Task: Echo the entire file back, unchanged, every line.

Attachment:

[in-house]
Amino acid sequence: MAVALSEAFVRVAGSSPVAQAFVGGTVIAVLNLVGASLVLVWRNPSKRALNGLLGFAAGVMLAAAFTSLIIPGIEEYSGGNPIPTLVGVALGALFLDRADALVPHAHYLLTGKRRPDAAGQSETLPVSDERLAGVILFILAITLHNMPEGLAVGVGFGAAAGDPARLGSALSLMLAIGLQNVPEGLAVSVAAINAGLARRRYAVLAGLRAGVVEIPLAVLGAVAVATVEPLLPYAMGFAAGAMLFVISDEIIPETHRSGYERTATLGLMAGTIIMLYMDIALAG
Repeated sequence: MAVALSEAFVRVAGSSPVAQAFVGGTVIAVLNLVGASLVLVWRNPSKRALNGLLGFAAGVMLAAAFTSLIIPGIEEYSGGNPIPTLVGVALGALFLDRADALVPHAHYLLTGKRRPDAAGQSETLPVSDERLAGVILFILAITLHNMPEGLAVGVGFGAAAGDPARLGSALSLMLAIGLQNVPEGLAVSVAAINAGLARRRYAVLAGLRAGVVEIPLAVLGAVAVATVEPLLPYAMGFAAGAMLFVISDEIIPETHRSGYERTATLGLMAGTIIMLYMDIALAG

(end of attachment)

[in-house]
Amino acid sequence: MAVALSEAFVRVAGSSPVAQAFVGGTVIAVLNLVGASLVLVWRNPSKRALNGLLGFAAGVMLAAAFTSLIIPGIEEYSGGNPIPTLVGVALGALFLDRADALVPHAHYLLTGKRRPDAAGQSETLPVSDERLAGVILFILAITLHNMPEGLAVGVGFGAAAGDPARLGSALSLMLAIGLQNVPEGLAVSVAAINAGLARRRYAVLAGLRAGVVEIPLAVLGAVAVATVEPLLPYAMGFAAGAMLFVISDEIIPETHRSGYERTATLGLMAGTIIMLYMDIALAG
Repeated sequence: MAVALSEAFVRVAGSSPVAQAFVGGTVIAVLNLVGASLVLVWRNPSKRALNGLLGFAAGVMLAAAFTSLIIPGIEEYSGGNPIPTLVGVALGALFLDRADALVPHAHYLLTGKRRPDAAGQSETLPVSDERLAGVILFILAITLHNMPEGLAVGVGFGAAAGDPARLGSALSLMLAIGLQNVPEGLAVSVAAINAGLARRRYAVLAGLRAGVVEIPLAVLGAVAVATVEPLLPYAMGFAAGAMLFVISDEIIPETHRSGYERTATLGLMAGTIIMLYMDIALAG